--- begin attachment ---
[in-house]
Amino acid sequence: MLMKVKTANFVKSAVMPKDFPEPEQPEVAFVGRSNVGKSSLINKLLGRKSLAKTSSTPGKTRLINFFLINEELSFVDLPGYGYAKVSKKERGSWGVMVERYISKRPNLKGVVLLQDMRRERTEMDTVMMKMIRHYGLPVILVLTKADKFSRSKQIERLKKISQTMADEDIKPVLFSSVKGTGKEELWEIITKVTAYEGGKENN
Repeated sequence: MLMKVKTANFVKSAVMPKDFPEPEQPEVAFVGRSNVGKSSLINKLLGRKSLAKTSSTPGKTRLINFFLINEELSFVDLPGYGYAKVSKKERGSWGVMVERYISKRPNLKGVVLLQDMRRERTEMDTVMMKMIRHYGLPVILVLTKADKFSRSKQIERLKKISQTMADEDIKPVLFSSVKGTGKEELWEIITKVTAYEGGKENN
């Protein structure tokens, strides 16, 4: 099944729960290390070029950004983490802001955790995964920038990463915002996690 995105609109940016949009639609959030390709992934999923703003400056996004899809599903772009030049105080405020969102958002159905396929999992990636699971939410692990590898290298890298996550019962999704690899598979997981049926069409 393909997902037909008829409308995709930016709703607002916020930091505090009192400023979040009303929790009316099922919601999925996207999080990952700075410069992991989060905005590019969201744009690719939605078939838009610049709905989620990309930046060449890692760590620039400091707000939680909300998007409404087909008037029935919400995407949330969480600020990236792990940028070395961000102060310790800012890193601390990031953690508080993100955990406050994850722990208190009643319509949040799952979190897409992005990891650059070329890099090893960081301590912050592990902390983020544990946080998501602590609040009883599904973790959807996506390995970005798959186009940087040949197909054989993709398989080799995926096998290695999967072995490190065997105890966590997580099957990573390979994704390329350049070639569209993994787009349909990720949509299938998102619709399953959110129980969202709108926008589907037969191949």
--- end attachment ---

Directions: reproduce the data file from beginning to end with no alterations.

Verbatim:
[in-house]
Amino acid sequence: MLMKVKTANFVKSAVMPKDFPEPEQPEVAFVGRSNVGKSSLINKLLGRKSLAKTSSTPGKTRLINFFLINEELSFVDLPGYGYAKVSKKERGSWGVMVERYISKRPNLKGVVLLQDMRRERTEMDTVMMKMIRHYGLPVILVLTKADKFSRSKQIERLKKISQTMADEDIKPVLFSSVKGTGKEELWEIITKVTAYEGGKENN
Repeated sequence: MLMKVKTANFVKSAVMPKDFPEPEQPEVAFVGRSNVGKSSLINKLLGRKSLAKTSSTPGKTRLINFFLINEELSFVDLPGYGYAKVSKKERGSWGVMVERYISKRPNLKGVVLLQDMRRERTEMDTVMMKMIRHYGLPVILVLTKADKFSRSKQIERLKKISQTMADEDIKPVLFSSVKGTGKEELWEIITKVTAYEGGKENN
């Protein structure tokens, strides 16, 4: 099944729960290390070029950004983490802001955790995964920038990463915002996690 995105609109940016949009639609959030390709992934999923703003400056996004899809599903772009030049105080405020969102958002159905396929999992990636699971939410692990590898290298890298996550019962999704690899598979997981049926069409 393909997902037909008829409308995709930016709703607002916020930091505090009192400023979040009303929790009316099922919601999925996207999080990952700075410069992991989060905005590019969201744009690719939605078939838009610049709905989620990309930046060449890692760590620039400091707000939680909300998007409404087909008037029935919400995407949330969480600020990236792990940028070395961000102060310790800012890193601390990031953690508080993100955990406050994850722990208190009643319509949040799952979190897409992005990891650059070329890099090893960081301590912050592990902390983020544990946080998501602590609040009883599904973790959807996506390995970005798959186009940087040949197909054989993709398989080799995926096998290695999967072995490190065997105890966590997580099957990573390979994704390329350049070639569209993994787009349909990720949509299938998102619709399953959110129980969202709108926008589907037969191949």